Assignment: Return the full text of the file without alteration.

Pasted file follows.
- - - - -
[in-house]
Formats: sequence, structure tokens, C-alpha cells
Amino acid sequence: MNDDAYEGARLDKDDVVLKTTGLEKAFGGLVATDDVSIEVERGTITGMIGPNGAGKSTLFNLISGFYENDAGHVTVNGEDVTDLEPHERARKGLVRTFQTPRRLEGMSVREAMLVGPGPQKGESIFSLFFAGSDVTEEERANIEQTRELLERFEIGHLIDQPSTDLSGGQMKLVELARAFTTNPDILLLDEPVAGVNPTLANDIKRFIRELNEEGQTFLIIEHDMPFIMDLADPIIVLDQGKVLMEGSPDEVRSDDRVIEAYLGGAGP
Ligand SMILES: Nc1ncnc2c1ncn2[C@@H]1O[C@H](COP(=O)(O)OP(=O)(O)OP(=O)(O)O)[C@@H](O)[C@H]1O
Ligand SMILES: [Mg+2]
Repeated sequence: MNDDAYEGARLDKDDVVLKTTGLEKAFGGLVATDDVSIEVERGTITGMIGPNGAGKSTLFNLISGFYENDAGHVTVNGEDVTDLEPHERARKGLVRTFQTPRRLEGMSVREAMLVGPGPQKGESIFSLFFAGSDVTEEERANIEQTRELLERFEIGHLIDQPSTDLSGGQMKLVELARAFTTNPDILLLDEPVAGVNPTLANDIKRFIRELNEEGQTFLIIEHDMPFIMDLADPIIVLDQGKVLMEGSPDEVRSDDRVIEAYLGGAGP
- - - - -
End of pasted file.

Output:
[in-house]
Formats: sequence, structure tokens, C-alpha cells
Amino acid sequence: MNDDAYEGARLDKDDVVLKTTGLEKAFGGLVATDDVSIEVERGTITGMIGPNGAGKSTLFNLISGFYENDAGHVTVNGEDVTDLEPHERARKGLVRTFQTPRRLEGMSVREAMLVGPGPQKGESIFSLFFAGSDVTEEERANIEQTRELLERFEIGHLIDQPSTDLSGGQMKLVELARAFTTNPDILLLDEPVAGVNPTLANDIKRFIRELNEEGQTFLIIEHDMPFIMDLADPIIVLDQGKVLMEGSPDEVRSDDRVIEAYLGGAGP
Ligand SMILES: Nc1ncnc2c1ncn2[C@@H]1O[C@H](COP(=O)(O)OP(=O)(O)OP(=O)(O)O)[C@@H](O)[C@H]1O
Ligand SMILES: [Mg+2]
Repeated sequence: MNDDAYEGARLDKDDVVLKTTGLEKAFGGLVATDDVSIEVERGTITGMIGPNGAGKSTLFNLISGFYENDAGHVTVNGEDVTDLEPHERARKGLVRTFQTPRRLEGMSVREAMLVGPGPQKGESIFSLFFAGSDVTEEERANIEQTRELLERFEIGHLIDQPSTDLSGGQMKLVELARAFTTNPDILLLDEPVAGVNPTLANDIKRFIRELNEEGQTFLIIEHDMPFIMDLADPIIVLDQGKVLMEGSPDEVRSDDRVIEAYLGGAGP